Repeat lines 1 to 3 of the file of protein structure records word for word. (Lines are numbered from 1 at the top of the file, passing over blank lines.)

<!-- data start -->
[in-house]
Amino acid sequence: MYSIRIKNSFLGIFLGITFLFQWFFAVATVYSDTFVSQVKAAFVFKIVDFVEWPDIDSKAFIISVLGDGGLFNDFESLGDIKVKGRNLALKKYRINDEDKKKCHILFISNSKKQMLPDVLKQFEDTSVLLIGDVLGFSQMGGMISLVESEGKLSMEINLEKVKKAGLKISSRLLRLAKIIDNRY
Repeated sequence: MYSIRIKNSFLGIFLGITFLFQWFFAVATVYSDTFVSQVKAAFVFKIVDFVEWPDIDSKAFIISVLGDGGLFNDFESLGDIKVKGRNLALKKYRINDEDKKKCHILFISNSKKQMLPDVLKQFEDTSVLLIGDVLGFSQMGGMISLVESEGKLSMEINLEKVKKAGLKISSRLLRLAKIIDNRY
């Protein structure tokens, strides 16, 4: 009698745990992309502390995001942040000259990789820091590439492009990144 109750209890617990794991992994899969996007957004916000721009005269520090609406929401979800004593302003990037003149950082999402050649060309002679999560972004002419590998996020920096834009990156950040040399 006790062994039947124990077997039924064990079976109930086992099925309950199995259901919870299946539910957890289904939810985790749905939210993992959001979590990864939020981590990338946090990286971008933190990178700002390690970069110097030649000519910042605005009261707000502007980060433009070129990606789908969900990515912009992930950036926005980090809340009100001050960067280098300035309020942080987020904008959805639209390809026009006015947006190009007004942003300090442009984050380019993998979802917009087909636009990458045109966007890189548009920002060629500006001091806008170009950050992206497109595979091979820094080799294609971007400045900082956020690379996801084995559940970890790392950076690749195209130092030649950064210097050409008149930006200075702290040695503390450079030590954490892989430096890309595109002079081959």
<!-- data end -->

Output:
[in-house]
Amino acid sequence: MYSIRIKNSFLGIFLGITFLFQWFFAVATVYSDTFVSQVKAAFVFKIVDFVEWPDIDSKAFIISVLGDGGLFNDFESLGDIKVKGRNLALKKYRINDEDKKKCHILFISNSKKQMLPDVLKQFEDTSVLLIGDVLGFSQMGGMISLVESEGKLSMEINLEKVKKAGLKISSRLLRLAKIIDNRY
Repeated sequence: MYSIRIKNSFLGIFLGITFLFQWFFAVATVYSDTFVSQVKAAFVFKIVDFVEWPDIDSKAFIISVLGDGGLFNDFESLGDIKVKGRNLALKKYRINDEDKKKCHILFISNSKKQMLPDVLKQFEDTSVLLIGDVLGFSQMGGMISLVESEGKLSMEINLEKVKKAGLKISSRLLRLAKIIDNRY